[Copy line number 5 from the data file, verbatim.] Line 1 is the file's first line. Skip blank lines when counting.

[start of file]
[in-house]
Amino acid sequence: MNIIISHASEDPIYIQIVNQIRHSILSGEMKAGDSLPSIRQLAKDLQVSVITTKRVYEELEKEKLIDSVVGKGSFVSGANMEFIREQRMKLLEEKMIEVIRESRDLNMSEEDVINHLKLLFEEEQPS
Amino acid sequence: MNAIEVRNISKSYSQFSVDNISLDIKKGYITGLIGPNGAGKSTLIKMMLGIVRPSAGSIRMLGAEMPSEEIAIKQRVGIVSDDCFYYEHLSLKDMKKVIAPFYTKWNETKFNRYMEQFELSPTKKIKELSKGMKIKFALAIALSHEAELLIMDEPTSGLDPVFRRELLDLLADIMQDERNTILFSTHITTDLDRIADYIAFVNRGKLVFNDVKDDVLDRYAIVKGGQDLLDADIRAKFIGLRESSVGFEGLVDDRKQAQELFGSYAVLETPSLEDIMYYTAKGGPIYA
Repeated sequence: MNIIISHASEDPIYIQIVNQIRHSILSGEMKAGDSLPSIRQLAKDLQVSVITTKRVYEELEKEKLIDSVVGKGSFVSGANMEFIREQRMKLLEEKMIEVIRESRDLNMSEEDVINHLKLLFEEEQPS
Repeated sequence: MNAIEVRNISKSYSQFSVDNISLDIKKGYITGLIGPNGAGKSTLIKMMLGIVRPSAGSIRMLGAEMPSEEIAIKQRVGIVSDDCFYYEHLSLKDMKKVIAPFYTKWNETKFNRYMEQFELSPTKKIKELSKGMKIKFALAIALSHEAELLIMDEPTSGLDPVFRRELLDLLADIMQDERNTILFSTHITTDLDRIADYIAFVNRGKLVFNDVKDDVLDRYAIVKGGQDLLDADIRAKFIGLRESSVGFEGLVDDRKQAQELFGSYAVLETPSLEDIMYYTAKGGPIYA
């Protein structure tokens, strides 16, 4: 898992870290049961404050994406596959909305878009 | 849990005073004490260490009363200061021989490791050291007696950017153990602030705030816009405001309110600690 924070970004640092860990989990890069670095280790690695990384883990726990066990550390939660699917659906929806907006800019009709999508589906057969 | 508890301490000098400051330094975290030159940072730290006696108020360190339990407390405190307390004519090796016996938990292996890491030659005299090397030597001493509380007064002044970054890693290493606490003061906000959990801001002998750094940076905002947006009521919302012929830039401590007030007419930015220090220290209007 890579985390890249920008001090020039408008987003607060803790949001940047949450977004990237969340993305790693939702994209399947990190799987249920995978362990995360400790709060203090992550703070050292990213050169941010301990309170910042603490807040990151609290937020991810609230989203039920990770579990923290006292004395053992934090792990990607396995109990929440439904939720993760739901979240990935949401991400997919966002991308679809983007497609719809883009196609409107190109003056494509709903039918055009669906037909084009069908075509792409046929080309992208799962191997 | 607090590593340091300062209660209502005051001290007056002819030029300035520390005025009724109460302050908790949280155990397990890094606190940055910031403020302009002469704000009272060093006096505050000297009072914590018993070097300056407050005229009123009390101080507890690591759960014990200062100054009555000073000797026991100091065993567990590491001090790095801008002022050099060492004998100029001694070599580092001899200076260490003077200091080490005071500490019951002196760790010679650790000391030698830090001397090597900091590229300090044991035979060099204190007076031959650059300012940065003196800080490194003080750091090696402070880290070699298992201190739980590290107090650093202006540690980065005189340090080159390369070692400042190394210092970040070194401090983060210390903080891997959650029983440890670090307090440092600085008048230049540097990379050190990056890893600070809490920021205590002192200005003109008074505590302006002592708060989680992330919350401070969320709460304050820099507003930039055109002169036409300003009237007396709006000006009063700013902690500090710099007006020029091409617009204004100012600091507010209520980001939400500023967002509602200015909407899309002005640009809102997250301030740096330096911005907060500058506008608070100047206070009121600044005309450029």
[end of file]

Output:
Repeated sequence: MNAIEVRNISKSYSQFSVDNISLDIKKGYITGLIGPNGAGKSTLIKMMLGIVRPSAGSIRMLGAEMPSEEIAIKQRVGIVSDDCFYYEHLSLKDMKKVIAPFYTKWNETKFNRYMEQFELSPTKKIKELSKGMKIKFALAIALSHEAELLIMDEPTSGLDPVFRRELLDLLADIMQDERNTILFSTHITTDLDRIADYIAFVNRGKLVFNDVKDDVLDRYAIVKGGQDLLDADIRAKFIGLRESSVGFEGLVDDRKQAQELFGSYAVLETPSLEDIMYYTAKGGPIYA